Archive for the ‘Review Washington State wine’ Category

The Best of the Pacific Northwest: Sineann Abondante 2009


Peter Rosback of Sineann Winery

How does this guy do it?

How does he produce so many great wines in such a  dizzying variety of styles. How can one guy be responsible for all these:

A) Incredibly rich Old Vine Zinfandel;

B) Crisp and snappy New Zealand Sauv Blanc;

C) Bold but elegant single vineyard Willamette Valley Pinot Noirs; and

D) Intense but polished Washington State red blends.

And did I mention this guy has earned several boatloads of 90+ scores for all these disparate styles??

His name is Peter Rosback, master of Sineann Winery. He’s physically located in the Chehalem Mountains AVA near Newberg, Oregon, but his grapes come from all over the place. He’s one of the new breed of winemakers who doesn’t rely on owning acres of vineyards to produce estate-grown wines, but sources grapes from the best vineyards he can lay his hands on. Peter uses fruit from vineyards in Oregon, the Columbia Valley, and even Marlborough, New Zealand. (Yes, he flies halfway around the world to make his Sauv Blanc!)

It’s a smart approach these days, when you have to be a retired football star or race car driver to be able to pony up the multi-$100,000 per acre it takes to plant your own vineyards, and then pay vineyard workers and winemaking staff for seven or so years before you can actually sell any wine. Instead of owning land, Peter locates pedigreed vineyards and then “works closely with” (read, “drives crazy”) his growers to produce the best fruit possible. It’s a way of doing business that allows Peter tremendous flexibility as a winemaker, while still maintaining control over his product.

But if you could say there’s a signature style to all of Peter’s wines, it would probably be intensity of fruit and concentration of flavors. Aha! That’s one of the things Peter creates in the vineyards. He works with his growers to reduce crop yields way below most premium or super-premium wines: he goes as low as one ton per acre. Trust me, that’s LOW! (A premium Napa Valley grape grower might harvest two and a half to three tons per acre).

abondanteSo why does he do it? The short answer is that reducing the number of grapes each vine produces greatly increases the concentration and intensity of flavor in every single grape. And believe me, it shows in Peter’s wine.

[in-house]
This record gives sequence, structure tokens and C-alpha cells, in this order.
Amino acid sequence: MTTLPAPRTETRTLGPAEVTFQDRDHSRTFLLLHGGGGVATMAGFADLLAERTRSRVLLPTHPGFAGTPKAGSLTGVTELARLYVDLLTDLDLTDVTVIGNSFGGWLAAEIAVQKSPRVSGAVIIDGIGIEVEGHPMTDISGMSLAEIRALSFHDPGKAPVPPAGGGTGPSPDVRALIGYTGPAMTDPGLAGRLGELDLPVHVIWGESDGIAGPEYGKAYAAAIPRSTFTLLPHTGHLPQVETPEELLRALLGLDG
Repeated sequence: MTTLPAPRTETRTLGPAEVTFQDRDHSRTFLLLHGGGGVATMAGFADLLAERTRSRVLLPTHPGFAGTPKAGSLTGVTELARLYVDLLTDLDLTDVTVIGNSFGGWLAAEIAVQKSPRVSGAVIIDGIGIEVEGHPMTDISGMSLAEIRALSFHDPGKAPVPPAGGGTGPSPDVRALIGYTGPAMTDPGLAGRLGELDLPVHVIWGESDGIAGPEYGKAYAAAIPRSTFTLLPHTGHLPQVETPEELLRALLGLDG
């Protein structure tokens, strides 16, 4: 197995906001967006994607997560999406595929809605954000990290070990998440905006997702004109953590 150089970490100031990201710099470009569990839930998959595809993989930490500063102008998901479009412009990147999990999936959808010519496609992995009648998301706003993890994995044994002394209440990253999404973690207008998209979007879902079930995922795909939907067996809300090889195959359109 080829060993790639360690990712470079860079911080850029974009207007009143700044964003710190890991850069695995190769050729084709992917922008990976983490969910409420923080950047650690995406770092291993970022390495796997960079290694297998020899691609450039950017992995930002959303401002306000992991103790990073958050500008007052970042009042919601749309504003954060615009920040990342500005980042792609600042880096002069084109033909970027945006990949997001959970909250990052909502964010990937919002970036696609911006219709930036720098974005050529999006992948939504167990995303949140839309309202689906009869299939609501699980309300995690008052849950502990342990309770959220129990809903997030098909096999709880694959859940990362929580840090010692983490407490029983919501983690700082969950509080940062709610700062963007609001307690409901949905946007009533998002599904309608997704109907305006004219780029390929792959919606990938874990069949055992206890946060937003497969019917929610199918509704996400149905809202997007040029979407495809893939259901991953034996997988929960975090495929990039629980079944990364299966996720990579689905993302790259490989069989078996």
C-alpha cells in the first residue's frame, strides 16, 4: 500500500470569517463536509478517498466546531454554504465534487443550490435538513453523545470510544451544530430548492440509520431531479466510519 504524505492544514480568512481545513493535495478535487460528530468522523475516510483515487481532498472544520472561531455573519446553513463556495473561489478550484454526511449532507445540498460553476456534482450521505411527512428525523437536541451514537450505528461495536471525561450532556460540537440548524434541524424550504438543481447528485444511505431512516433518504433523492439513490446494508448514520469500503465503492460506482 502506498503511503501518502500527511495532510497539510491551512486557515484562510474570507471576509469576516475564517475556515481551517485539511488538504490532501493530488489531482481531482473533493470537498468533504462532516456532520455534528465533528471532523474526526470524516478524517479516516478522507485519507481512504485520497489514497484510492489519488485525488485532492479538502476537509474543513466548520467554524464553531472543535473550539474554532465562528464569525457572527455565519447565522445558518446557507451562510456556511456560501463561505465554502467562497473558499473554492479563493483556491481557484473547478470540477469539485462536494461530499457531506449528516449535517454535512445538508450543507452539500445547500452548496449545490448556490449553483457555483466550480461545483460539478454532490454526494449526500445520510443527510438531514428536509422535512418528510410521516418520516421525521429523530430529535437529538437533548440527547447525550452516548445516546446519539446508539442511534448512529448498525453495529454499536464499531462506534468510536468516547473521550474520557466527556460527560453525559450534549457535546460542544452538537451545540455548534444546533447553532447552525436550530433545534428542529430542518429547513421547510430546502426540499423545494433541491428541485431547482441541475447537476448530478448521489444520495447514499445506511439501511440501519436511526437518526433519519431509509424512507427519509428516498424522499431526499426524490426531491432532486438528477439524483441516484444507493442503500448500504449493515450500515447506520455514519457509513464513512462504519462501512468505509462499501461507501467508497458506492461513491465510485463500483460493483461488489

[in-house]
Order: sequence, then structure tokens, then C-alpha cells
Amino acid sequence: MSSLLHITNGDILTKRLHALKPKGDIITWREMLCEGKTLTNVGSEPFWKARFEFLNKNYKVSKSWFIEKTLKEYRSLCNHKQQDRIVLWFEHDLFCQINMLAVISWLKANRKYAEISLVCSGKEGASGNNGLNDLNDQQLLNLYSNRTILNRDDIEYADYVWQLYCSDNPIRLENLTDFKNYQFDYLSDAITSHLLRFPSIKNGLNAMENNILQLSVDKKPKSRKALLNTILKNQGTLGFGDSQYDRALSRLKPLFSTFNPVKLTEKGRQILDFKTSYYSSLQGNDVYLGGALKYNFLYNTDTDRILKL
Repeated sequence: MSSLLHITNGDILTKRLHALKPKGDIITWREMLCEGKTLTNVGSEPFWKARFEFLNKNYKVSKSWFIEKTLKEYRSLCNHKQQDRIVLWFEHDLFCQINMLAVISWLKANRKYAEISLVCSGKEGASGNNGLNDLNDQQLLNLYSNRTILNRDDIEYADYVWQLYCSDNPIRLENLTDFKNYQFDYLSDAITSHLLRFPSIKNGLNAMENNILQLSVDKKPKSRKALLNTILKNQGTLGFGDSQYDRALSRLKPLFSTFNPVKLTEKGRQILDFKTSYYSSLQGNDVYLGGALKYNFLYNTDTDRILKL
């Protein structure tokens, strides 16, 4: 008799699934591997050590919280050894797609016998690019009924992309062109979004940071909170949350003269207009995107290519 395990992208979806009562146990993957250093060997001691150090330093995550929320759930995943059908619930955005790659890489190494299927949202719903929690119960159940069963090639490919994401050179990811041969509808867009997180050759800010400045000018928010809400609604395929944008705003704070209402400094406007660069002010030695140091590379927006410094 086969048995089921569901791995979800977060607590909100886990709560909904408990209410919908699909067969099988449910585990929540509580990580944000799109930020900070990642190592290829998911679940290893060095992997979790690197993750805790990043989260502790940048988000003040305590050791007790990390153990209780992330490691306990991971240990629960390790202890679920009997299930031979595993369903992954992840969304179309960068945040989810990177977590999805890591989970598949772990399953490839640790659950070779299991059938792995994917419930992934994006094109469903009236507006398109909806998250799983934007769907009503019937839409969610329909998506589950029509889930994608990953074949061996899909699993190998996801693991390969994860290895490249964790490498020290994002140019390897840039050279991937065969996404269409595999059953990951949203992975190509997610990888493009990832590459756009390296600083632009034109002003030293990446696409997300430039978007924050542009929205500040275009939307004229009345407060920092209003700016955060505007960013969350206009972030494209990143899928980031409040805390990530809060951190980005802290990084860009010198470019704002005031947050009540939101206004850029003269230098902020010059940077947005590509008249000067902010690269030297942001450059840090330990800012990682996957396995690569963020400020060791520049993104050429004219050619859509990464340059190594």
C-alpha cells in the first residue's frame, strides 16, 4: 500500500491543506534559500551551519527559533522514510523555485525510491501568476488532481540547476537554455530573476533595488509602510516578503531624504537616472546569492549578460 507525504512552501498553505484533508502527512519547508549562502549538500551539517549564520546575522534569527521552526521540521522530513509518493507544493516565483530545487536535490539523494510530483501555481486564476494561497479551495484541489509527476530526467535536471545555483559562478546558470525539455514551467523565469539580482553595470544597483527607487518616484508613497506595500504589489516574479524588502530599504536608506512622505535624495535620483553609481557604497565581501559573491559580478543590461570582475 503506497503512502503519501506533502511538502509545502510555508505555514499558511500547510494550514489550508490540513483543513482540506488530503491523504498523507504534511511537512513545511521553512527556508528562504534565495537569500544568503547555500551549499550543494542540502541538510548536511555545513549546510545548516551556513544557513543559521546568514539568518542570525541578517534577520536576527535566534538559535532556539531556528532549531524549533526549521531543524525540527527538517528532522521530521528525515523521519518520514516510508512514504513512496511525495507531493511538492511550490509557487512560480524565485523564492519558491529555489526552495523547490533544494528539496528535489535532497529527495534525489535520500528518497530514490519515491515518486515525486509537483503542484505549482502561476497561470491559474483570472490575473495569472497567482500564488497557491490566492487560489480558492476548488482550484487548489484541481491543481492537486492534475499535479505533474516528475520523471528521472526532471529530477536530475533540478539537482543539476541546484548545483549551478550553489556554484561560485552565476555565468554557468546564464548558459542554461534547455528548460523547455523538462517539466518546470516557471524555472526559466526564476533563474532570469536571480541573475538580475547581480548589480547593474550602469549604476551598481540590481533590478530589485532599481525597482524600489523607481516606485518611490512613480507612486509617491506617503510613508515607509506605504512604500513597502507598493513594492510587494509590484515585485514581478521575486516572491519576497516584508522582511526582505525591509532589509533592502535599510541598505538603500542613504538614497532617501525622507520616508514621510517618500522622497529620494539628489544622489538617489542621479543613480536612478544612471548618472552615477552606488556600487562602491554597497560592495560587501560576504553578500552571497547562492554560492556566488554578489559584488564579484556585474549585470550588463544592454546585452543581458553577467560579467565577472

So let’s get to the wine. I recently went nuts over the Sineann Abondante 2009, a red blend made with fruit from vineyards in the lower Columbia Valley. Now I have to admit that I ordered this wine without ever tasting or even reading about it: I just figured that I’d love anything from the winemaker who’d made the amazing Sineann Resonance Vineyard Pinot Noir (with scores in every vintage hovering near the mid-90′s).

So I poured Abondante at a wine and food pairing dinner, where I’d made an admittedly wild-ass guess about how the wine would taste and pair with my food. Truthfully, I just wanted to drink it. The wine is an intriguing blend of grapes grown in the Columbia Valley. There is Merlot from the Hillside Vineyard, Cabernet Franc from the famed Champoux Vineyard, Cabernet Sauvignon from the Hillside Vineyard and Zinfandel (yes, Washington State Zinfandel) from vineyards that are reputed to be the oldest in the Pacific Northwest.

Wild, huh?

And it does honor to its name. “Abondante” means “generous,” and those abundant flavors jump right out of the glass. There’s rich berry fruit, which may be contributed by the old vine Zinfandel. There are floral and herbal notes (maybe from the Cab Franc?) as well as some plum and pomegranate. All of this is wrapped up in soft tannins and a round ripeness, but not jamminess, that smooths out the finish.

That’s what I liked best: intensity without weight. The fruitiness and structure all danced happily together, creating a very lithe and refined wine that just happened to be rich in fruit flavors.

This wine was kick-ass. And the good news is that it worked perfectly with Beef Filet Medallions topped with Gorgonzola and a Red Wine Reduction. Who would have thought? Like I said, I just wanted to taste the wine…

Try hard to find a bottle of 2009 Abondante, although it’ll be tough given Sineann’s small production and the ridiculously low price for this wine ($30 in my state). But do your best, because you’ll go nuts like I did… Cheers!



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Kickin’ Washington State Merlot from Waterbrook


Walla Walla wine country

I haven’t reviewed a lot of Merlots, because I haven’t run across a whole lot of them that I really like. Of course, that’s just my opinion: market research shows that Merlot sales in the U.S. are strong and growing stronger. Mind you, I’m not one of those Merlot-bashers: I think Merlot is potentially as good as any other varietal. But it seems the potential, at least in California, is rarely reached.